by Kurtis Workman
Press Staff Writer
A short, but rough era in Power County is coming to an end according to Power County Prosecutor Ryan Petersen.
The Power County Commissioners have scheduled a public hearing at 9 a.m. on Monday, July 8, to reopen the 2012 budget.
In a press release issued by the Power County Prosecutor’s office, reopening the budget will pave the way to ending the contentious saga between the commissioners and former Power County Prosecutor Randy Kline.
“Power County Commissioners Vicki Meadows, Ron Funk, and Delane Anderson and Power County Prosecutor Ryan Petersen have come to a resolution of all pending legal disputes between the Prosecutor’s Office and the Commissioners. Next month, the commissioners will open up the 2012 budget to comply with an existing court order. This meeting will close all existing litigation,” said Petersen.
Petersen said there were several steps involved in reaching a resolution that began with establishing who was involved in the lawsuits after Petersen won the 2012 election. Ultimately all the parties included in the lawsuit, plaintiffs, defendants, lawyers and judges, agreed the lawsuits were brought by the Power County Prosecutor’s office not by Kline personally. This allowed Petersen to take over as the plaintiff in the lawsuits.
Petersen worked with the other parties involved, including the Idaho Supreme Court, to bring the suits to a resolution.
Most of the suits were dropped as part of the agreement, but the original lawsuit made it all the way to the Idaho Supreme Court on appeal after District Judge David C. Nye handed down the original ruling in favor of Kline on June 14, 2012.
Petersen along with other interested parties asked the Idaho Supreme Court to dismiss the appeal on the grounds that all of the groups involved agreed dismissal was an acceptable resolution.
The Idaho Supreme Court agreed to dismiss the appeal, with the stipulation the original ruling by Nye was to remain in effect.
Petersen said reopening the budget to reexamine the salaries of elected officials, vendor contracts and public comment satisfies Nye’s order.
“During the first budget workshops and public hearings there was some confusion and several steps were omitted. By reopening the budget and reexamining those areas we will come into procedural correctness as ordered by Nye,” said Petersen.
The notice of public hearing issued on June 12 by Power County Clerk Chris Steinlicht alsoincluded “allocating funds to pay outside counsel for Fiscal Year 2012″.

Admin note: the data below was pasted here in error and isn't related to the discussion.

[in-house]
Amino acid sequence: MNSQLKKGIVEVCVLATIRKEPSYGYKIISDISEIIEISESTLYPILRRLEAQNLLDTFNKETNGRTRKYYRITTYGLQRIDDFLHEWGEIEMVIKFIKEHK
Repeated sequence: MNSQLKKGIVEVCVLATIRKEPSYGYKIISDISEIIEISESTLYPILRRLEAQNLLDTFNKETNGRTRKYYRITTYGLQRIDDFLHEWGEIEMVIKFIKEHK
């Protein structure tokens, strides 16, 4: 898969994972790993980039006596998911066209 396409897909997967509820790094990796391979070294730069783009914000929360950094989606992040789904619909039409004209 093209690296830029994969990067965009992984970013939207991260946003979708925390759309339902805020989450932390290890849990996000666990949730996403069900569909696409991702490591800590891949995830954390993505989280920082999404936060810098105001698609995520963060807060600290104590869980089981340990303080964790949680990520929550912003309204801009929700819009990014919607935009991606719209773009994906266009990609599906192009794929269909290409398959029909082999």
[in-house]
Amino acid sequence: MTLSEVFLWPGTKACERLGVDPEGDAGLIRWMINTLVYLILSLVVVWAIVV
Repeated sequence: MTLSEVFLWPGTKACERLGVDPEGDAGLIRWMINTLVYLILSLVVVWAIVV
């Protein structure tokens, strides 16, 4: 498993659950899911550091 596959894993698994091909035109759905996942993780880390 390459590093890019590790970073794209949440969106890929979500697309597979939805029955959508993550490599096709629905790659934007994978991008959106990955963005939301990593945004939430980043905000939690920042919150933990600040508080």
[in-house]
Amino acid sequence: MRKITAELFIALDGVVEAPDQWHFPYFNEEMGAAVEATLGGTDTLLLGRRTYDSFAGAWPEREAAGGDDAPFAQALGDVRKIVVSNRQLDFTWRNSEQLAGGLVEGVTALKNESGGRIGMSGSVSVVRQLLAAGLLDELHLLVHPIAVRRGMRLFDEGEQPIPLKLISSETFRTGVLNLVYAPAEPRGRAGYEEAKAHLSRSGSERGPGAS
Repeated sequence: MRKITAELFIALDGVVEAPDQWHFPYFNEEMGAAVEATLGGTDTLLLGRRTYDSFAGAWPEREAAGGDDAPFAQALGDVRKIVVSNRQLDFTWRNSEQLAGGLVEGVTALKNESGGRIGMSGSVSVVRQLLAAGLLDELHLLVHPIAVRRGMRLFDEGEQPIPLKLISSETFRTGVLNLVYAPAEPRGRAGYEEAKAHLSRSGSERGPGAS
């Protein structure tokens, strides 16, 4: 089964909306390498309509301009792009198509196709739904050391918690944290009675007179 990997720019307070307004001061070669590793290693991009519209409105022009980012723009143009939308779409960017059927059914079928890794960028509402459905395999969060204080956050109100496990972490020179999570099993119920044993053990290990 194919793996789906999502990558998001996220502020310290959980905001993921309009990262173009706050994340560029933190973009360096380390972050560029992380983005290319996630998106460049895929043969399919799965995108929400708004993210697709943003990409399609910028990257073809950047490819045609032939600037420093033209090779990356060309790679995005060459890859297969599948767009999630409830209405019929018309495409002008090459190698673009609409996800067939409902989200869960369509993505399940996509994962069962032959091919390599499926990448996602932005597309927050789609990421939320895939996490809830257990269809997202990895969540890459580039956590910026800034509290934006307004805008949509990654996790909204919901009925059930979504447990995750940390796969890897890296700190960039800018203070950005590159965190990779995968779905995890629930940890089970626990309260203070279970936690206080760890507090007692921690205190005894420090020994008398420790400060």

Petersen said that while changes could be made to the budget, if there are changes they will be mostly administrative and not change the monetary outcome of the 2012 budget.
“This does not mean we have to change anything, but we do have to reopen the budget and make sure we are procedurally correct. We may have to make changes to come into line with Judge Nye’s order. This will be mostly in the form of moving items to their own separate line-item,” said Petersen.
According to Petersen another reason for opening the budget is to protect other contracts the county has with outside legal counsel that were swept up in the wake of Nye’s decision.
“The first reason we are doing this is to dispense with Kline’s lawsuits. The second reason is there are several contracts that would be nullified by Judge Nye’s decision. Those contracts were not directly related to Kline’s lawsuit, but would still be affected. By having this hearing and correcting those procedural defects we can protect those contracts. If those contracts were nullified it could trigger a string of lawsuits if those contractors affected have to repay money they have been paid over the last year for services they have already given the county,” said Petersen.
For Power County Commission Chair Vicki Meadows the July 8 meeting will mark the end of the conflict that has diverted the attention of county leadership.
“It is closure and a finish, which is nice for me, the other commissioners and the county. I think this the best solution for everyone. We have a number of things coming up that need the attention we have been spending on this issue. We can now move forward,” said Meadows.